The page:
essentials Voidage: Unsold poster site “24 Houring”: Giving an advertiser who has optioned a package 24 hours to decide whether they want to purchase. Please note: if the 24-hour is successful you are obliged to buy the package. Cancellation terms: Historically, the OAA imposed terms and conditions which all media owners adhered to. This was scrapped in 2009 and now all media owners apply their own terms and conditions. Generally, campaigns which fall in Quarter 4 are non-cancellable and all JCDecaux Airport bookings are non-cancellable.  You should always ask your Kinetic contact for a detailed quote if needing to cancel a display. Display Period: The time from when the poster is in-situ to the time it is removed. Inspections: It is recommended that all campaigns should be inspected by an independent company to check whether the posters have been correctly displayed. The main inspection companies are Site Reports and MMG who will compile a report grouping errors by their severity: Group One errors include: Not Posted/Not in-Situ/Wrong Design. Group Two errors include: Fly posting/Graffiti. Group One and Two errors are not automatically creditable if the contractor rectifies the problem within 3 working days. Final reconciliation/reports are usually ready 8 – 10 weeks after the campaign has come out of charge. In addition, the OAA has introduced a Posting Performance Reporting System. Your Kinetic contact will advise on inspection procedures and manage the process.


jargon buster • Artwork Deadline The date by which final artwork must be delivered to the printers in order for them to carry out the production on time • Asbof A tax payable to the Advertising Standards Board of Finance by advertisers, which is based upon total media spend (usually added on by media agencies) • Augmented Reality is a view of the physical world augmented by computer or mobile generated sensory input such as sound and graphic. Augmented Reality apps include Blippar and Aurasma • Backlit Posters that are illuminated from within the unit • Coverage The number or proportion of the target audience who are estimated to have seen the campaign, expressed as a percentage of the total • CPT Cost per Thousand. The cost of the campaign per1000 impacts. Worked out by dividing the campaign cost by the impact delivery and multiplied by 1000 • Cycle A 2 week period, usually starting on a Monday. Different formats sometimes operate within different cycles • Despatch Distribution of posters to the various media owner depots nationally usually handled by PC&DS • FOC Free Of Charge, guaranteed complementary panels offered by the media owner as additional value over the booked number of panels. Additional posters will need to be printed to cover the number of panels on offer • Frequency The average number of times the campaign will be seen by the target audience • Frontlit Posters that are illuminated from outside the unit – usually from the top • GD Stands for General Distribution and represents an evenly distributed campaign with no specific upweights • Gross Cost Cost that includes agency and specialist commissions • GRP Gross Rating Point which is calculated by multiplying coverage and frequency for the target audience • Impacts The number of times a campaign or specific poster will be seen • In-Charge Officially the first date of the campaign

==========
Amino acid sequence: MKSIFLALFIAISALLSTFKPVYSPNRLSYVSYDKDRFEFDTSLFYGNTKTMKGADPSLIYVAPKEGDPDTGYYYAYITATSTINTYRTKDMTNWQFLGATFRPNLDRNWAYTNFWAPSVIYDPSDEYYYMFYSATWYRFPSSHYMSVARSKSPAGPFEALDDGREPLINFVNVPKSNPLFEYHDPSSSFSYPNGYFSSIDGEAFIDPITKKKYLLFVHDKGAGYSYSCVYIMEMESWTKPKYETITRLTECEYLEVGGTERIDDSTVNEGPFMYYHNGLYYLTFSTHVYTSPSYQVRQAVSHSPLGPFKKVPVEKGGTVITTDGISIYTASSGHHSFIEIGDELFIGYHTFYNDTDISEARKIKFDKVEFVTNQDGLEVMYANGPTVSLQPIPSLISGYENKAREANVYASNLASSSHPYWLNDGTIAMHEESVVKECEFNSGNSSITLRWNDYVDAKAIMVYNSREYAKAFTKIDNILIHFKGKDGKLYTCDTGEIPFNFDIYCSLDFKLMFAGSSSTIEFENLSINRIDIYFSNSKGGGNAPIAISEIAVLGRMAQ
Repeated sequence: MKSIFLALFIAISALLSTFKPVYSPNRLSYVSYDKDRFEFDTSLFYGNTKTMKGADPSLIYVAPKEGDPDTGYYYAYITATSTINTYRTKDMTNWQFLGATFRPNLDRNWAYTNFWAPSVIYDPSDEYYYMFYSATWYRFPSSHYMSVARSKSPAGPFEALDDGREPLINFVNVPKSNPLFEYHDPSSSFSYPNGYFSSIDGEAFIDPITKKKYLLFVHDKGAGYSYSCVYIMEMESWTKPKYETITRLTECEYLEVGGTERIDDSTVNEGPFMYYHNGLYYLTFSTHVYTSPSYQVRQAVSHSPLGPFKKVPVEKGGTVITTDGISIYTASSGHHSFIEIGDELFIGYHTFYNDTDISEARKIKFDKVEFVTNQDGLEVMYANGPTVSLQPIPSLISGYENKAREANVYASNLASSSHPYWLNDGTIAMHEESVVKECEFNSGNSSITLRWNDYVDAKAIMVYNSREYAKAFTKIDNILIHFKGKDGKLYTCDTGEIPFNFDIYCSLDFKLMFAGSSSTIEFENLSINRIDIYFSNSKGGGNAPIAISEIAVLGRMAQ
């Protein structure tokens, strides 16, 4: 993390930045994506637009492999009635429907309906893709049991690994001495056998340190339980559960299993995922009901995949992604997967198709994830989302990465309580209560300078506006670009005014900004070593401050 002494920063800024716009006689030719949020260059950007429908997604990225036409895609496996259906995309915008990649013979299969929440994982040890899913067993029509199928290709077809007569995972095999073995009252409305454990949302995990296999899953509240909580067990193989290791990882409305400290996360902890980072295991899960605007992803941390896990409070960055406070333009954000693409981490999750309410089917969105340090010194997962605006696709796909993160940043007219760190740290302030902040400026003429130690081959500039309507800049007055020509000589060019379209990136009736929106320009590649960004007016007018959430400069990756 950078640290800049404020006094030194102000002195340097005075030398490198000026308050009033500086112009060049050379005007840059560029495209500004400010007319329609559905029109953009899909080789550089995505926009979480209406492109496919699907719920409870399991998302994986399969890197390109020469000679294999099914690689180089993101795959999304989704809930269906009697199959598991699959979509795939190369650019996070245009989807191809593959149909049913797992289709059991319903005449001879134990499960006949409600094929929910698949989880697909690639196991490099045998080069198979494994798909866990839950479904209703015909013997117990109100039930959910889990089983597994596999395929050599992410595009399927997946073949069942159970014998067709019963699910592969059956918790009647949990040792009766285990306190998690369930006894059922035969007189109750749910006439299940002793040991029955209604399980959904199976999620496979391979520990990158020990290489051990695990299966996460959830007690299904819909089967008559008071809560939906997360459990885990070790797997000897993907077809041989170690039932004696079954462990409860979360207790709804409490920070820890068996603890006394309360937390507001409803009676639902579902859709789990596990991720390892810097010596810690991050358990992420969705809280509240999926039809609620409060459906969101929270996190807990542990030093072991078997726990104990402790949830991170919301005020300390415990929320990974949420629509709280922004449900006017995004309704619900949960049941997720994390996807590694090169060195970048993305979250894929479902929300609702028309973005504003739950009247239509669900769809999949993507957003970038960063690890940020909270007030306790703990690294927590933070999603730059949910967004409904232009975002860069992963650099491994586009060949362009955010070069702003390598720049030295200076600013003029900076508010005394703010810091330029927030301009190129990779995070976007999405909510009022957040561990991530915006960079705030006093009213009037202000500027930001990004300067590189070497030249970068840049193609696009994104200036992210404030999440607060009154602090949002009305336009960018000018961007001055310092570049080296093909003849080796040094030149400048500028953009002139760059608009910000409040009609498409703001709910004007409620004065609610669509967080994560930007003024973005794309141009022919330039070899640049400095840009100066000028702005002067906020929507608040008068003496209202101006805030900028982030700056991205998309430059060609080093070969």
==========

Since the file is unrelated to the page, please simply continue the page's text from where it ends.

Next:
UK Out of Home planning guide

• Inspection An independent way of checking the posting accuracy of a campaign – usually conducted by MMG or SRL for a fee • LxL or Select Line by Line or specifically selecting sites in a given postcode, street or station • Option Reserving of media space with an intention to book (options expire at 12 noon every Friday) • OTS The total number of all adults, in ‘000s, that have the opportunity to see a panel/campaign • Out-of-charge Officially the last date of the campaign • PC&DS (Poster Collation and Distribution Services) A company who collate and despatch posters to the media owners for a fee • Poster Deadline The date in which printed posters must be delivered to either PCDS or direct to the media owner depot in order for the campaign to go up on time • Posting Period Duration of time that an Outdoor advertisement is scheduled to be displayed, as specified in a contractual agreement: usually 2 weeks, but flexible with digital OOH advertising • PRPs Poster Rating Points. POSTAR’s equivalent to GRPs. Ratings delivered on a campaign worked out by Cover x Frequency • ROI Return on Investment • SAB Space Available Bonus. Potential additional free sheetage subject to availability and the media owner’s discretion, the final numbers achieved will only be confirmed from 10 days before in charge. Additional posters will need to be printed to cover the number of panels on offer • SBU Strategic Business Unit. Kinetic's specialist service divisions • Spares The supply of spare posters is recommended to ensure that any posters damaged during the course of the campaign can be reposted to ensure optimum display • Specials General terms used for poster displays where creative potential has been maximised through use of printing, lighting or special build techniques • VAC Visibility Adjusted Contact. The score of those adults, in 000s, who will make eye contact with a panel/campaign. Reflects a realistic OTS


kinetic 24 - 28 Bloomsbury Way London WC1A 2PX t +44 (0)20 7150 6000

The UK Planning Guide 2012/13  
The UK Planning Guide 2012/13  

A definitive guide to Kinetic and the OOH industry.